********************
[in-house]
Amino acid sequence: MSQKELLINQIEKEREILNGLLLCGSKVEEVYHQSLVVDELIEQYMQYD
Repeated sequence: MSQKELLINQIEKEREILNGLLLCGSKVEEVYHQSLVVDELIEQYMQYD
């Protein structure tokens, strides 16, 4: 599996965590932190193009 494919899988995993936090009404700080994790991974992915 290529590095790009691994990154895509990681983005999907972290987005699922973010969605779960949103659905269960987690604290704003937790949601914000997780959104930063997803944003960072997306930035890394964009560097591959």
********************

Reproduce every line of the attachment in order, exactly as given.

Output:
[in-house]
Amino acid sequence: MSQKELLINQIEKEREILNGLLLCGSKVEEVYHQSLVVDELIEQYMQYD
Repeated sequence: MSQKELLINQIEKEREILNGLLLCGSKVEEVYHQSLVVDELIEQYMQYD
């Protein structure tokens, strides 16, 4: 599996965590932190193009 494919899988995993936090009404700080994790991974992915 290529590095790009691994990154895509990681983005999907972290987005699922973010969605779960949103659905269960987690604290704003937790949601914000997780959104930063997803944003960072997306930035890394964009560097591959």